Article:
LIBERIA – The Liberia Medicines and Health Products Regulatory Authority (LMHRA) has secured critical quality assurance laboratory equipment from the United States Agency for International Development (USAID) to promote quality control of pharmaceutical and health products.

USAID, through its Promoting the Quality of Medicines Plus (PQM+) program, donated equipment, parts, and reference standards worth more than US$300,000 to Liberia to ensure consumers have access to quality medicines.

The donation included high-performance liquid chromatography equipment, devices to conduct a chemical process called Fourier-transform infrared spectroscopy, assorted laboratory glassware, reference standards to guide the assessment of tested medicines and other laboratory supplies.

The advanced equipment will help Liberia in combatting substandard and falsified medicines which undermine the country’s ability to address malaria, maternal and child health concerns as well as family planning needs.

In addition, the Liberia Medicines and Health Products Regulatory Authority’s laboratory will use the donated equipment to ascertain the quality of medicines and health products on the Liberian market.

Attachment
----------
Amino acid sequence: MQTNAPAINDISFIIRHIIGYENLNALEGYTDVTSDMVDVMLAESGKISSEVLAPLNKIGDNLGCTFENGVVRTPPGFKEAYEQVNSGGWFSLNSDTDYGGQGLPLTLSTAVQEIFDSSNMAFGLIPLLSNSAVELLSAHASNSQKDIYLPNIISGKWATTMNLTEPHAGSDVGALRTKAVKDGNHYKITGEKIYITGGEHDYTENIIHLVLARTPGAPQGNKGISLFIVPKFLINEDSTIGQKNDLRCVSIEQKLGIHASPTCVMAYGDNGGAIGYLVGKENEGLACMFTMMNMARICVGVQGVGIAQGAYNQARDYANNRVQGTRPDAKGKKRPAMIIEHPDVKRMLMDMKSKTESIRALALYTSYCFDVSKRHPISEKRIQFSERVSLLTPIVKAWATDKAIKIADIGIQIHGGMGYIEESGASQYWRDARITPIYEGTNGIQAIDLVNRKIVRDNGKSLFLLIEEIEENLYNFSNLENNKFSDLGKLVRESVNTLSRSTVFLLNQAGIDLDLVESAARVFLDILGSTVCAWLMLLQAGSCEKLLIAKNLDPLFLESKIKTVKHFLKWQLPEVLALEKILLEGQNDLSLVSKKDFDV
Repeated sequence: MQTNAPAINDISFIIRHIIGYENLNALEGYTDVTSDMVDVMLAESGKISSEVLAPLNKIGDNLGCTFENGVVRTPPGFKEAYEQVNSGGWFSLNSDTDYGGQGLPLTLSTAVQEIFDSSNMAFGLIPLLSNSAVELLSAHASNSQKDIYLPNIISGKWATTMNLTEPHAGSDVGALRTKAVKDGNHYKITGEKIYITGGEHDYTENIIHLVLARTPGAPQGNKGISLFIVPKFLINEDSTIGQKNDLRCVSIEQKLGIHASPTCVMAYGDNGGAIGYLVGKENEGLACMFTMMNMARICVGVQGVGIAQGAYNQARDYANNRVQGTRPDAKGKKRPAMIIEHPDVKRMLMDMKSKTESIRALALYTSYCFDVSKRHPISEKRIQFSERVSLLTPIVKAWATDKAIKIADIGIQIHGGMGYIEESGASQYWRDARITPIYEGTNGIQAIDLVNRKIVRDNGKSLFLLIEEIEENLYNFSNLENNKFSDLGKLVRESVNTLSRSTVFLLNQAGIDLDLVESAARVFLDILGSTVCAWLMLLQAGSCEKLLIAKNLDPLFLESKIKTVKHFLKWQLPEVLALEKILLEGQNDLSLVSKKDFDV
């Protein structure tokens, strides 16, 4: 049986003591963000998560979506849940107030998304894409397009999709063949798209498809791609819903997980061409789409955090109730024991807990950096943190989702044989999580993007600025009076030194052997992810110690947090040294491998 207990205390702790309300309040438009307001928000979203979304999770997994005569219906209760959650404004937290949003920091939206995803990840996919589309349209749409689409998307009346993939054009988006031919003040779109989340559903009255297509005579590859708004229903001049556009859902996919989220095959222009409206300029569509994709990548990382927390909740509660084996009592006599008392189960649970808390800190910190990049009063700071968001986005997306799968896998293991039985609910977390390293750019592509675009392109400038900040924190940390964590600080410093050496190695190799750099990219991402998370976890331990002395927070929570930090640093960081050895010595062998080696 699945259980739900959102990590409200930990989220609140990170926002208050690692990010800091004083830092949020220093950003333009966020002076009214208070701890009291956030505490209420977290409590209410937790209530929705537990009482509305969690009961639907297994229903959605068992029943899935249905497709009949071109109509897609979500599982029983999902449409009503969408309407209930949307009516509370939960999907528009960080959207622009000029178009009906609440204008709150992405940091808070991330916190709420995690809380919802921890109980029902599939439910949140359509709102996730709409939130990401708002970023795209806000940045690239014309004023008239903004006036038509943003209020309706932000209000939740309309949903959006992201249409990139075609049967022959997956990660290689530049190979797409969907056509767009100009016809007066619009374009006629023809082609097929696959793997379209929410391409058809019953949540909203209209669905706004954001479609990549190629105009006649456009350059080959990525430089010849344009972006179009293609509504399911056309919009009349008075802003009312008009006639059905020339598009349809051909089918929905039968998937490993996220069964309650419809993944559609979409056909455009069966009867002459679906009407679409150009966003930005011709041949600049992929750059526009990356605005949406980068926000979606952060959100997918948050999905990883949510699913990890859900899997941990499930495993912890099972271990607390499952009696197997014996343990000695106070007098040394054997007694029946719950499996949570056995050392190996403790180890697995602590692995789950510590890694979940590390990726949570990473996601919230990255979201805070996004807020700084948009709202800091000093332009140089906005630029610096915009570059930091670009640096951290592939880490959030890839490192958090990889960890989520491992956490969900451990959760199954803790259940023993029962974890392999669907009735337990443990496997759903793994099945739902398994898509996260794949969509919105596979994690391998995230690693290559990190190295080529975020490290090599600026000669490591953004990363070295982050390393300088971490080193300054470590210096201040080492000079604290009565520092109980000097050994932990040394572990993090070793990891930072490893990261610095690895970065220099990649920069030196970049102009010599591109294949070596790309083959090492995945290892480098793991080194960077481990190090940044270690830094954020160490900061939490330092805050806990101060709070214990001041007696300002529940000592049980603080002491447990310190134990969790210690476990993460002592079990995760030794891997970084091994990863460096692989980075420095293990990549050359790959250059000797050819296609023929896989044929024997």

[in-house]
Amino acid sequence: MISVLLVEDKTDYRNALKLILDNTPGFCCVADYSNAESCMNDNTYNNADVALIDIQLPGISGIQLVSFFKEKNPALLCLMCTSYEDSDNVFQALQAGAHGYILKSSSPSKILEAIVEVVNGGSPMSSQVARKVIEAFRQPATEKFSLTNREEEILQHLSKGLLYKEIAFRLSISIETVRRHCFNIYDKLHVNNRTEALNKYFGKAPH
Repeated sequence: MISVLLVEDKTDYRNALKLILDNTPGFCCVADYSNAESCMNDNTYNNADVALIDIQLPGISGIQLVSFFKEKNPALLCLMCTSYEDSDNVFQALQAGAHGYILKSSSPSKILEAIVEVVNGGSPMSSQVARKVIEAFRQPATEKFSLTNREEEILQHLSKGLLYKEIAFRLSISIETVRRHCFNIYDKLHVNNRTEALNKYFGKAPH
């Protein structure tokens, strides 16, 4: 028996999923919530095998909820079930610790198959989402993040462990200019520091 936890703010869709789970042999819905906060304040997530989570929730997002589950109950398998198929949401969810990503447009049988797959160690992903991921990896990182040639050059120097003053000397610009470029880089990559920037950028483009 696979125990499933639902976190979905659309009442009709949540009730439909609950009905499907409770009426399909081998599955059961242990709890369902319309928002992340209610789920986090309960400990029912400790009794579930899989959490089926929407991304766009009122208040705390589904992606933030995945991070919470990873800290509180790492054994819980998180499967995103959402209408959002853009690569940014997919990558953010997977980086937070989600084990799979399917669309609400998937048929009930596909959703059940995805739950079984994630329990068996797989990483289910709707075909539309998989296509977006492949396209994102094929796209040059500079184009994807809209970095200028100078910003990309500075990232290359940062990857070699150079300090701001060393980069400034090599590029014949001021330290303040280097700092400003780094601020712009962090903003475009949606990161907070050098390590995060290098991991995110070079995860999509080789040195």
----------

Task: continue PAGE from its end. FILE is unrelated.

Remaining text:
The testing equipment will further ensure that medicines meet established pharmaceutical standards hence compendial testing will be more efficient and cost-effective in LMHRA’s own facility.

Additionally, USAID and PQM+ is offering ongoing support to the country through handing over chemicals, reagents, equipment along with training and capacity building to support the lab in carrying out regulatory processes.

The donated equipment will boost testing capacity at the LMHRA lab and enable the facility to conduct proficiency testing and perform other quality audits, ultimately making it eligible for accreditation by the International Organization for Standardization (ISO).

The ultramodern equipment will also enable Liberia to perform its own quality testing on medicines and other health products rather than shipping samples out for testing in other countries.

Subsequently, conducting compendial testing in Liberia will be cheaper and faster and the process will gradually move the lab towards sustainability because the Liberia Medicines and Health Products Regulatory Authority will be able to generate funds from fees charged for sample testing.

There is need for a high-functioning quality control lab in Liberia. It is vital to have a system for inspecting the quality of medical drugs on the Liberian market,” Liberian President George Manneh Weah stressed.

President Weah reaffirmed his administration’s commitment to facilitate access to quality health care for Liberia’s citizens, noting that it is an essential part of the government’s Pro-Poor Agenda for Prosperity and Development (PAPD).

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